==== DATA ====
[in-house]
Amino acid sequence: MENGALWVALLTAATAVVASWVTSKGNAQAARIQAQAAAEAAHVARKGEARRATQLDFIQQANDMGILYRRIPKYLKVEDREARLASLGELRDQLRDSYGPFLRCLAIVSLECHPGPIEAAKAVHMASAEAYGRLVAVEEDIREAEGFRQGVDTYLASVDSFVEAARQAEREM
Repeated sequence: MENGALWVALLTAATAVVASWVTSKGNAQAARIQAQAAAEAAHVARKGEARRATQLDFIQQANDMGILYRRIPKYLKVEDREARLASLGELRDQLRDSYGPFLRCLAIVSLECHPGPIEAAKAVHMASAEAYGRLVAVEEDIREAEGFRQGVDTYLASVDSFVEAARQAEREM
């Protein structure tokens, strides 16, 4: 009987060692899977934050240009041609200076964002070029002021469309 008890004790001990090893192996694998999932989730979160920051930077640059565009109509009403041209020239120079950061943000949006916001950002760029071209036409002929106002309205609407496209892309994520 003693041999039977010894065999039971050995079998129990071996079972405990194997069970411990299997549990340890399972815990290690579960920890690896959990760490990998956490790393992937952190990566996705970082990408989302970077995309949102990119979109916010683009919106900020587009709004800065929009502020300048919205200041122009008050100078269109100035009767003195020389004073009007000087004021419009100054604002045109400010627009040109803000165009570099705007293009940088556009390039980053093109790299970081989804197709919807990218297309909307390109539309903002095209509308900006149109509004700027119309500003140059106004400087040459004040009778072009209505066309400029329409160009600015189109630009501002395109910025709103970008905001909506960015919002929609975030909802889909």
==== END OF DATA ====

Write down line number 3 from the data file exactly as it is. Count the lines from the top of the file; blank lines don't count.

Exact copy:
Repeated sequence: MENGALWVALLTAATAVVASWVTSKGNAQAARIQAQAAAEAAHVARKGEARRATQLDFIQQANDMGILYRRIPKYLKVEDREARLASLGELRDQLRDSYGPFLRCLAIVSLECHPGPIEAAKAVHMASAEAYGRLVAVEEDIREAEGFRQGVDTYLASVDSFVEAARQAEREM